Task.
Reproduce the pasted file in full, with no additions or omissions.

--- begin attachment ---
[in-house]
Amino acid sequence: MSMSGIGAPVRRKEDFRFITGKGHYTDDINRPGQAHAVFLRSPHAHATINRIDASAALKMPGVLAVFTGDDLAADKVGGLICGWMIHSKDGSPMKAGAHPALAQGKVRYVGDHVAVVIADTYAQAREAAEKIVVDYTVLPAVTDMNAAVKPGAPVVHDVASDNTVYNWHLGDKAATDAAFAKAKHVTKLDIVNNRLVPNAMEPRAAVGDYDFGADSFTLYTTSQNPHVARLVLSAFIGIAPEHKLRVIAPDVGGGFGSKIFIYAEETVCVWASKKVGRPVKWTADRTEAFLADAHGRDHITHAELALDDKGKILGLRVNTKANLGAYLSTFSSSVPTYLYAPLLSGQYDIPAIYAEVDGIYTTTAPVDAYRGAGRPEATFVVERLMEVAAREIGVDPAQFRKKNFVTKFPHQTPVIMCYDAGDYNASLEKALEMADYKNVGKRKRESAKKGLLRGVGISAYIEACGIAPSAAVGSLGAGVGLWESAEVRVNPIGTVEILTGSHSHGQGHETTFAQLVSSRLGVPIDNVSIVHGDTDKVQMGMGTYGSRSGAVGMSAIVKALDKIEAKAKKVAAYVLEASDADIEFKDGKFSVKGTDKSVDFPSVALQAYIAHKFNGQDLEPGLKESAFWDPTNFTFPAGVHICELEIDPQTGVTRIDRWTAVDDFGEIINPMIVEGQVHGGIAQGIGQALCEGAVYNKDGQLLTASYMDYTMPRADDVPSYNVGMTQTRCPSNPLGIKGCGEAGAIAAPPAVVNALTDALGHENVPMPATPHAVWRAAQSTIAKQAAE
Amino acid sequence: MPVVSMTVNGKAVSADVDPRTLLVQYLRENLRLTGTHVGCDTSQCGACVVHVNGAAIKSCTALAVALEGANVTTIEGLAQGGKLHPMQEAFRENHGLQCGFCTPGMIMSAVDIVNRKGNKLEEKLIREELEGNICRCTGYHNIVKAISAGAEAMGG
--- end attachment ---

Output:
[in-house]
Amino acid sequence: MSMSGIGAPVRRKEDFRFITGKGHYTDDINRPGQAHAVFLRSPHAHATINRIDASAALKMPGVLAVFTGDDLAADKVGGLICGWMIHSKDGSPMKAGAHPALAQGKVRYVGDHVAVVIADTYAQAREAAEKIVVDYTVLPAVTDMNAAVKPGAPVVHDVASDNTVYNWHLGDKAATDAAFAKAKHVTKLDIVNNRLVPNAMEPRAAVGDYDFGADSFTLYTTSQNPHVARLVLSAFIGIAPEHKLRVIAPDVGGGFGSKIFIYAEETVCVWASKKVGRPVKWTADRTEAFLADAHGRDHITHAELALDDKGKILGLRVNTKANLGAYLSTFSSSVPTYLYAPLLSGQYDIPAIYAEVDGIYTTTAPVDAYRGAGRPEATFVVERLMEVAAREIGVDPAQFRKKNFVTKFPHQTPVIMCYDAGDYNASLEKALEMADYKNVGKRKRESAKKGLLRGVGISAYIEACGIAPSAAVGSLGAGVGLWESAEVRVNPIGTVEILTGSHSHGQGHETTFAQLVSSRLGVPIDNVSIVHGDTDKVQMGMGTYGSRSGAVGMSAIVKALDKIEAKAKKVAAYVLEASDADIEFKDGKFSVKGTDKSVDFPSVALQAYIAHKFNGQDLEPGLKESAFWDPTNFTFPAGVHICELEIDPQTGVTRIDRWTAVDDFGEIINPMIVEGQVHGGIAQGIGQALCEGAVYNKDGQLLTASYMDYTMPRADDVPSYNVGMTQTRCPSNPLGIKGCGEAGAIAAPPAVVNALTDALGHENVPMPATPHAVWRAAQSTIAKQAAE
Amino acid sequence: MPVVSMTVNGKAVSADVDPRTLLVQYLRENLRLTGTHVGCDTSQCGACVVHVNGAAIKSCTALAVALEGANVTTIEGLAQGGKLHPMQEAFRENHGLQCGFCTPGMIMSAVDIVNRKGNKLEEKLIREELEGNICRCTGYHNIVKAISAGAEAMGG